How is recurrent pilonidal disease treated?

Updated: Jun 11, 2018
  • Author: M Chance Spalding, DO, PhD; Chief Editor: John Geibel, MD, MSc, DSc, AGAF  more...
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The techniques developed for recurrent disease and unhealed wounds generally involve the use of a flap procedure to achieve primary closure and to obliterate the deep natal cleft. This relocates hair follicles away from the midline and prevents the frictional forces associated with the principal etiologic factors in the development of pilonidal disease. Flap closure should be reserved for complex or recurrent pilonidal disease that has failed to respond to the simple, conservative operative techniques that are initially used to treat chronic pilonidal disease.

A wound that has not responded to initial therapy must be reexcised down to the sacrococcygeal fascia. The reexcision must include the unhealed wound, scar, and granulation tissue. A flap procedure [34, 35, 36, 37, 38] is then performed to achieve primary wound closure. The techniques available include the following:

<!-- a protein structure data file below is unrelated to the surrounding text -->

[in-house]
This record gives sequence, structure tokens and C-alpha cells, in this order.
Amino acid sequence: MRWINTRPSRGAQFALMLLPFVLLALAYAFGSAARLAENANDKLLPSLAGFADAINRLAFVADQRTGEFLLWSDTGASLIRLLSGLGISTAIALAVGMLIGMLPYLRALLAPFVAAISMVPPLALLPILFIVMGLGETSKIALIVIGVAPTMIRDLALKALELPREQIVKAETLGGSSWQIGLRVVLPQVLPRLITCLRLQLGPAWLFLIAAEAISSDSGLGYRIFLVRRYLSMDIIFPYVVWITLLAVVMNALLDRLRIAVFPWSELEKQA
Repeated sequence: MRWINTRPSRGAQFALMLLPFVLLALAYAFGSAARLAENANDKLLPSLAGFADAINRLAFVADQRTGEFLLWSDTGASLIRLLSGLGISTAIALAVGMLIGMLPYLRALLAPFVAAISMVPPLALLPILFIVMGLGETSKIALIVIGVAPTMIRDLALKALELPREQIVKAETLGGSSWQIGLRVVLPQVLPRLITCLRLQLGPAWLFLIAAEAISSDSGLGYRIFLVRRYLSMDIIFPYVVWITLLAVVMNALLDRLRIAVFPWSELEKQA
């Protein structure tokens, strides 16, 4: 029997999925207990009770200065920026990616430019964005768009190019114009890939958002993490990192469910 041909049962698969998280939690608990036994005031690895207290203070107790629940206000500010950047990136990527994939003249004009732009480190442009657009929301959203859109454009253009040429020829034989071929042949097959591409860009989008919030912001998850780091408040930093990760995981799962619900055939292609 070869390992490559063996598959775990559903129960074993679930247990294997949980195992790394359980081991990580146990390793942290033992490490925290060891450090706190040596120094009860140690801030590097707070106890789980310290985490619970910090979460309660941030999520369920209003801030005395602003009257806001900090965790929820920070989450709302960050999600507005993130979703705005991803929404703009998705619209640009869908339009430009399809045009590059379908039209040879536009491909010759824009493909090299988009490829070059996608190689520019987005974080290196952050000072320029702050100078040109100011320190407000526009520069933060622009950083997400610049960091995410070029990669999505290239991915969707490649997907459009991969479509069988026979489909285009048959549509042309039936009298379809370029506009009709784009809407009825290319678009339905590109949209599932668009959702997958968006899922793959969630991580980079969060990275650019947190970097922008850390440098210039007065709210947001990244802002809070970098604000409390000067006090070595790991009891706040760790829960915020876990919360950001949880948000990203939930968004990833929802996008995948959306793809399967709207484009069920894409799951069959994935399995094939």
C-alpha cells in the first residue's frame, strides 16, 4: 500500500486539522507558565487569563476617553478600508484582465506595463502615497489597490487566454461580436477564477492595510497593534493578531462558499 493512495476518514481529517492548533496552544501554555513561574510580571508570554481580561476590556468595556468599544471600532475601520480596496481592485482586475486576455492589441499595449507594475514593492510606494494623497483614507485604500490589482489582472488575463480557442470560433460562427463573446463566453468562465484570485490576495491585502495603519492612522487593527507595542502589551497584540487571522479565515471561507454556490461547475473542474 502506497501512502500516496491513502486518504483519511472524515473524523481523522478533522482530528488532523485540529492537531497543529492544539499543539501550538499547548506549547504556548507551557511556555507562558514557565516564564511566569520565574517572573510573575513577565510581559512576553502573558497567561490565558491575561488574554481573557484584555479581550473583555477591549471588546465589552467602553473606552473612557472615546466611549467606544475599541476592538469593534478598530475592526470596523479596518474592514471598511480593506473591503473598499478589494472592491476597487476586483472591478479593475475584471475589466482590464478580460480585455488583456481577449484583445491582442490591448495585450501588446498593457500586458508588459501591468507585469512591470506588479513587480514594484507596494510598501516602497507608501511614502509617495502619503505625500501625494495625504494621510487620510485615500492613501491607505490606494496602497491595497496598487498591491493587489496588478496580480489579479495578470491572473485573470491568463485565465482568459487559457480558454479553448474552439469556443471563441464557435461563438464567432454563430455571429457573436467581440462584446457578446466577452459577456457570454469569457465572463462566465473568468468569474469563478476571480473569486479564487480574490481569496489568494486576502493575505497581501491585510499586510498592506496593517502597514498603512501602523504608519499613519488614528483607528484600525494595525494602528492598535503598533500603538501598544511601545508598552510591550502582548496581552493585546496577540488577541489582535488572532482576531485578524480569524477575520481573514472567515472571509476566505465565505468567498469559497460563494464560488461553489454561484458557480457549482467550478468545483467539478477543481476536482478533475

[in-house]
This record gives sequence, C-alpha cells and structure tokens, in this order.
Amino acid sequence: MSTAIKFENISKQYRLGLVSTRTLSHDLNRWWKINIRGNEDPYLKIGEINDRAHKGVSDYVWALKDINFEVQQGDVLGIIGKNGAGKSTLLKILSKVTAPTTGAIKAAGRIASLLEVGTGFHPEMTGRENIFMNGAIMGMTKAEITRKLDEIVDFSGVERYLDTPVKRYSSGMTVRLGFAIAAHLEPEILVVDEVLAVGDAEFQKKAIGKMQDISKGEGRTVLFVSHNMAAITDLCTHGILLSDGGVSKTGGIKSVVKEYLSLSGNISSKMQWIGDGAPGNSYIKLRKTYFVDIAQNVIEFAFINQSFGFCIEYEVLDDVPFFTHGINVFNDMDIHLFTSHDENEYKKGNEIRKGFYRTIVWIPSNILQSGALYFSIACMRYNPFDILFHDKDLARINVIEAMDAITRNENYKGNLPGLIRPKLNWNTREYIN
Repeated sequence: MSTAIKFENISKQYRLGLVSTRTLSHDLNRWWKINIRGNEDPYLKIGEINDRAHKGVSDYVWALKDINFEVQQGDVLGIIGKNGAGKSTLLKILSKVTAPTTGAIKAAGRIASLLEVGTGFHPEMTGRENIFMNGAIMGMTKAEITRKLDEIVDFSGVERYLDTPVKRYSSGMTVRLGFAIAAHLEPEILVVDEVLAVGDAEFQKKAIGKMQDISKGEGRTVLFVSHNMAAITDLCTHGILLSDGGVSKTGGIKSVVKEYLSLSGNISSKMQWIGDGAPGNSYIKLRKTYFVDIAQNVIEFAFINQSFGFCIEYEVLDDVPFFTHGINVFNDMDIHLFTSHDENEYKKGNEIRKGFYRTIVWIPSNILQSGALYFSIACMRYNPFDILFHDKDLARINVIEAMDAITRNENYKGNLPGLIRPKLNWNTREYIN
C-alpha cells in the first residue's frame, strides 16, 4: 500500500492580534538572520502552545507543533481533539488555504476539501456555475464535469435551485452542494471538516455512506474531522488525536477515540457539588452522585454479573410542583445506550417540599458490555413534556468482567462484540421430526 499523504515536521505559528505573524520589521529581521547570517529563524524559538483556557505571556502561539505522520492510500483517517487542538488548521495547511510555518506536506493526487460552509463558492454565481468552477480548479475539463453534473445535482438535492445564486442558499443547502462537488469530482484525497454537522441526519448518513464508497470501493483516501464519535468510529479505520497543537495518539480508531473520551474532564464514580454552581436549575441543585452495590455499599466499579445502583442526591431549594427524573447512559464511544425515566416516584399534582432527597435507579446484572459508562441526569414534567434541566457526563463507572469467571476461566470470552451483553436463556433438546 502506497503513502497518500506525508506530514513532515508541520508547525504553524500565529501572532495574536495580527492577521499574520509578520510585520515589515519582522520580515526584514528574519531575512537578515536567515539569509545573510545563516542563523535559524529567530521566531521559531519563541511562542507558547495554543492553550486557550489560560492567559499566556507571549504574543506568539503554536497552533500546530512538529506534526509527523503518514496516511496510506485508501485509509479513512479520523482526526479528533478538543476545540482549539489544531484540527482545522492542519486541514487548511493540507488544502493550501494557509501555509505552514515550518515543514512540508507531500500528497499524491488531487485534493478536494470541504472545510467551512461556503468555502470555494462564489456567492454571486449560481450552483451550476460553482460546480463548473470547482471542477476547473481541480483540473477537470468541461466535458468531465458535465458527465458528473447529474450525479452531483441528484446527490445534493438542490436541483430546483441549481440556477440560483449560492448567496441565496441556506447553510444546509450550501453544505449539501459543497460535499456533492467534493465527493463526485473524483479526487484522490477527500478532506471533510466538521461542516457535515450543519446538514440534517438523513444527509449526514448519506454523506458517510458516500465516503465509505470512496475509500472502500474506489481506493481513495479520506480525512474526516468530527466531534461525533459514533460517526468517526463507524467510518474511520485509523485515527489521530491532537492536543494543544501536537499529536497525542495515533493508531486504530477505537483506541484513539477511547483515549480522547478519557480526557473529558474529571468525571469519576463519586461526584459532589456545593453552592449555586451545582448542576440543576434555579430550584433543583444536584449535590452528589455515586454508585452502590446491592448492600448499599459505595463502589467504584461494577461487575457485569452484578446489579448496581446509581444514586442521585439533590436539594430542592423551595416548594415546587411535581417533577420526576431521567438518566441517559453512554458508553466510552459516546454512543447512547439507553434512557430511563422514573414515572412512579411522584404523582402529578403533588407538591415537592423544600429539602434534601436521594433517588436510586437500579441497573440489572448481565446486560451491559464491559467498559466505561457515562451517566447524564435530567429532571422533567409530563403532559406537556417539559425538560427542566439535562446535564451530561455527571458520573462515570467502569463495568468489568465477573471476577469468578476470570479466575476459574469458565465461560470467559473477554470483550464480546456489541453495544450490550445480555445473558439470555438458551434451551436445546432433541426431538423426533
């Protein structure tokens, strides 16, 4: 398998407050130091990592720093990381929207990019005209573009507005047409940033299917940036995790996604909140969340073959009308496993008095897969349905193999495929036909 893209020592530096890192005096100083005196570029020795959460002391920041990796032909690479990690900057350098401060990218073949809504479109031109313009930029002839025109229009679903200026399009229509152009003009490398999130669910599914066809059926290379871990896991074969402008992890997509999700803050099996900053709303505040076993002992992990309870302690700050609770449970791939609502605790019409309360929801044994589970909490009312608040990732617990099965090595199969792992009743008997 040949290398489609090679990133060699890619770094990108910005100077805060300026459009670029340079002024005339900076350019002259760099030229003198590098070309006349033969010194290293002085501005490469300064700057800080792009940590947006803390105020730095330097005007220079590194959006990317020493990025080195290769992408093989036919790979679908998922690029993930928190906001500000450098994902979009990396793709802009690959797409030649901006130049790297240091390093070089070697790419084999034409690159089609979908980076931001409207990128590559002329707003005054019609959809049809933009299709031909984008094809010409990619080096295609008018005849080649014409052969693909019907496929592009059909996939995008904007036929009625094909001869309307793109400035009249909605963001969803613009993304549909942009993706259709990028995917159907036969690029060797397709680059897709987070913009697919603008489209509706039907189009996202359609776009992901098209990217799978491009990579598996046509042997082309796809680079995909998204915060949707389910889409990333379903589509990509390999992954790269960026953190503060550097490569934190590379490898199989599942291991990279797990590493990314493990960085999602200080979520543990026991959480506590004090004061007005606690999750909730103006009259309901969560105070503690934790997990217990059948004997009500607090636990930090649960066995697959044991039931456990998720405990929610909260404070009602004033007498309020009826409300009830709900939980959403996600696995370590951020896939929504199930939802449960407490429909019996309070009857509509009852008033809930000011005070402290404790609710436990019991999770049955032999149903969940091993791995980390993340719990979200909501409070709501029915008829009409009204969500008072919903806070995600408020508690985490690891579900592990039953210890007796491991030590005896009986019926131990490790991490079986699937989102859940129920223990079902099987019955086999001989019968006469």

• Cleft closure
  • Advancement flap (Karydakis procedure [31, 32] )
  • Local advancement flap (3-plasty rhomboid flap [34] or V-Y advancement flap)
  • Rotational flap (gluteus maximus myocutaneous flap)

The cleft closure technique involves excising the wound with a triangular incision, with the apex of the incision lateral to the apex of the natal cleft. The inferior margin becomes crescent-shaped, with its point positioned towards the anus. A skin flap involving only the dermis is created on the convex side of the lower wound margin.

Before the procedure is begun, the line of contact of the buttocks is marked to define the lateral edge of the raised skin flap. The two skin edges are then overlapped, and the excess skin is excised. This creates a primary closure that is off the midline and obliterates the intergluteal cleft. The wound is closed in multiple layers over a closed suction drain. The recurrence rate is reported to be 3.3%.

The advancement flap or Karydakis procedure [31, 32] (described earlier) can be used as a primary procedure or for the treatment of recurrent complicated disease.

Local advancement flaps (eg, the 3-plasty rhomboid flap and the V-Y advancement flap) are used to cover defects resulting from recurrent pilonidal disease. However, such flaps in the pilonidal area may be at risk for compromised vascularity as a consequence of continued infection, external compression, cigarette smoking, and tension on the flap. Accordingly, whenever an advancement flap is contemplated, a myocutaneous flap should be considered.

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